Choose Category:

Home > Auctions > 25th February 2016 > Western Asiatic Elamite Offering Dish

Print page | Email lot to a friend

Back to previous page

Use mousewheel to zoom in and out, click to enlarge
Gallery loading...

LOT 1494

GBP (£) 30,000 - 40,000
EUR (€) 35,520 - 47,360
USD ($) 38,300 - 51,070

7 1/2" (246 grams, 19cm).

A tall bitumen offering cup formed as a hemispherical bowl with lily petals and border of impressed saltires to the outer face; supported on an openwork column formed as three radiating squatting figures, each with the head in the mouth of a pouncing feline gripping the shoulders with its forepaws, and resting on the head and foreparts of a gazelle, legs folded beneath; domed base and central balustered column.

From a London, UK, collection; acquired 1970s.

Accompanied by an Art Loss Register certificate.

See Connan, J & Deschesne, O. Le Bitume à Suse: Collection du Musée du Louvre, Paris, 1996 no.22; discussion in Harper et al. The Royal City of Susa: Ancient Near Eastern Treasures in the Louvre, New York, 1992, p.99-105.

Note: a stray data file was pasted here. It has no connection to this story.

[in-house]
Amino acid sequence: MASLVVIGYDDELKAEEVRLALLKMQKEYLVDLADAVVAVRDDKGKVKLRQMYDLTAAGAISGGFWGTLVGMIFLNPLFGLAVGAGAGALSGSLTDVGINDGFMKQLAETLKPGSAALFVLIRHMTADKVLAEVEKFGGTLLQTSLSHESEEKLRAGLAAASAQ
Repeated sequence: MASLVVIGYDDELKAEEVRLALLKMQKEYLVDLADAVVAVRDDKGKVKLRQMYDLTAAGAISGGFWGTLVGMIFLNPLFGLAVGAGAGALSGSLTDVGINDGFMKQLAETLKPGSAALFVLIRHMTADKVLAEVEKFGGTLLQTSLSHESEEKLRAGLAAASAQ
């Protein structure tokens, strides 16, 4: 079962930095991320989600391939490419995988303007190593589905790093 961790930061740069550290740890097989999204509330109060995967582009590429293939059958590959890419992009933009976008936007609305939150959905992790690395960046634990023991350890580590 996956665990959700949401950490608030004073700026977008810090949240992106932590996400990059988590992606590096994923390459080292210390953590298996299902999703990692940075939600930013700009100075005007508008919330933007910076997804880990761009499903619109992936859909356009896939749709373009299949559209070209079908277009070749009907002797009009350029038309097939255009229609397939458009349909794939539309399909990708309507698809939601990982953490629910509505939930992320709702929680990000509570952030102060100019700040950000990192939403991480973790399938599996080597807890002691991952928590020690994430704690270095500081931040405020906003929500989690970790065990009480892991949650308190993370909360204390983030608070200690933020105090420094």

Herodotus in his Histories records that the river Euphrates had lumps of bitumen in it that came from a natural seep close to the city of Babylon. Also, Plutarch mentions Alexander the Great visiting pools of bubbling bitumen near the city of Mennis as he made his way through the defeated Persian empire. Bitumen was used in a number of ways, such as in buildings to bind the lower courses of bricks, for making figurines and offering cups, doors were coated with it, boats and ships were caulked with it, as well as being used in medicine and in magical rituals. Sculpture in bitumen was a tradition that came from the city state of Susa during the Uruk period, (4000-3100 BC), and it would seem that local craftsmen were imitating exotic luxury goods from southeastern Iran, such as the chlorite vessels, that were traded extensively to Bactria and the city states of Mesopotamia.